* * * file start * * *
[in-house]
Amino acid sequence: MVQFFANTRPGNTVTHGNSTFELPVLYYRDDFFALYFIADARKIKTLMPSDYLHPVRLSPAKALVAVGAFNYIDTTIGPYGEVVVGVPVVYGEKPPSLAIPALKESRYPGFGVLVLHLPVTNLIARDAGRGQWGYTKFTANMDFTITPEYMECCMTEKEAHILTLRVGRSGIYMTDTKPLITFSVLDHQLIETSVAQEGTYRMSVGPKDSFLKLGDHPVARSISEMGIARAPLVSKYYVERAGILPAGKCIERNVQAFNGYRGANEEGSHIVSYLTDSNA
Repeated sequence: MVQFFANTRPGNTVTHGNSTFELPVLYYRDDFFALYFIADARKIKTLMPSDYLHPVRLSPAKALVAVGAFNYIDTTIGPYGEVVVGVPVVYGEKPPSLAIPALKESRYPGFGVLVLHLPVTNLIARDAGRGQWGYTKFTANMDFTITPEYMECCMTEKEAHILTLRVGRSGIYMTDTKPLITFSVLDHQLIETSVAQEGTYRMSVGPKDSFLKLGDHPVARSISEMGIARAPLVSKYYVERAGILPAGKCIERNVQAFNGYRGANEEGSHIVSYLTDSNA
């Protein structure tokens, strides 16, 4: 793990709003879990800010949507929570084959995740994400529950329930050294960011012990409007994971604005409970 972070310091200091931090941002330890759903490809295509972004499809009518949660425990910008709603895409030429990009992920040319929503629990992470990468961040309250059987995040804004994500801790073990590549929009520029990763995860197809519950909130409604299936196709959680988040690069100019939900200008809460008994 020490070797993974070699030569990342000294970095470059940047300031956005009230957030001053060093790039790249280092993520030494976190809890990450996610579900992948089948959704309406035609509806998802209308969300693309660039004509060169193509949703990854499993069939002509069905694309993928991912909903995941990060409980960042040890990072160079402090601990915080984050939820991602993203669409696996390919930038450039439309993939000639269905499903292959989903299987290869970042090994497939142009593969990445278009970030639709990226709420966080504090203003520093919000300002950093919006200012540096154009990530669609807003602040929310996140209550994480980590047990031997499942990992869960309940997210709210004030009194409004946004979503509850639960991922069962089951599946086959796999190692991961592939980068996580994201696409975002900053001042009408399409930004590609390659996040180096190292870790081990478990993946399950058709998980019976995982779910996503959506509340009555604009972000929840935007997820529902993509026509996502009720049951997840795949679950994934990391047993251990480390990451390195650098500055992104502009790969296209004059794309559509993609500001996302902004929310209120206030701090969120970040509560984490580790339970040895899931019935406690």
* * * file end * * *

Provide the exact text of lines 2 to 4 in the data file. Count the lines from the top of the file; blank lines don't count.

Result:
Amino acid sequence: MVQFFANTRPGNTVTHGNSTFELPVLYYRDDFFALYFIADARKIKTLMPSDYLHPVRLSPAKALVAVGAFNYIDTTIGPYGEVVVGVPVVYGEKPPSLAIPALKESRYPGFGVLVLHLPVTNLIARDAGRGQWGYTKFTANMDFTITPEYMECCMTEKEAHILTLRVGRSGIYMTDTKPLITFSVLDHQLIETSVAQEGTYRMSVGPKDSFLKLGDHPVARSISEMGIARAPLVSKYYVERAGILPAGKCIERNVQAFNGYRGANEEGSHIVSYLTDSNA
Repeated sequence: MVQFFANTRPGNTVTHGNSTFELPVLYYRDDFFALYFIADARKIKTLMPSDYLHPVRLSPAKALVAVGAFNYIDTTIGPYGEVVVGVPVVYGEKPPSLAIPALKESRYPGFGVLVLHLPVTNLIARDAGRGQWGYTKFTANMDFTITPEYMECCMTEKEAHILTLRVGRSGIYMTDTKPLITFSVLDHQLIETSVAQEGTYRMSVGPKDSFLKLGDHPVARSISEMGIARAPLVSKYYVERAGILPAGKCIERNVQAFNGYRGANEEGSHIVSYLTDSNA
């Protein structure tokens, strides 16, 4: 793990709003879990800010949507929570084959995740994400529950329930050294960011012990409007994971604005409970 972070310091200091931090941002330890759903490809295509972004499809009518949660425990910008709603895409030429990009992920040319929503629990992470990468961040309250059987995040804004994500801790073990590549929009520029990763995860197809519950909130409604299936196709959680988040690069100019939900200008809460008994 020490070797993974070699030569990342000294970095470059940047300031956005009230957030001053060093790039790249280092993520030494976190809890990450996610579900992948089948959704309406035609509806998802209308969300693309660039004509060169193509949703990854499993069939002509069905694309993928991912909903995941990060409980960042040890990072160079402090601990915080984050939820991602993203669409696996390919930038450039439309993939000639269905499903292959989903299987290869970042090994497939142009593969990445278009970030639709990226709420966080504090203003520093919000300002950093919006200012540096154009990530669609807003602040929310996140209550994480980590047990031997499942990992869960309940997210709210004030009194409004946004979503509850639960991922069962089951599946086959796999190692991961592939980068996580994201696409975002900053001042009408399409930004590609390659996040180096190292870790081990478990993946399950058709998980019976995982779910996503959506509340009555604009972000929840935007997820529902993509026509996502009720049951997840795949679950994934990391047993251990480390990451390195650098500055992104502009790969296209004059794309559509993609500001996302902004929310209120206030701090969120970040509560984490580790339970040895899931019935406690």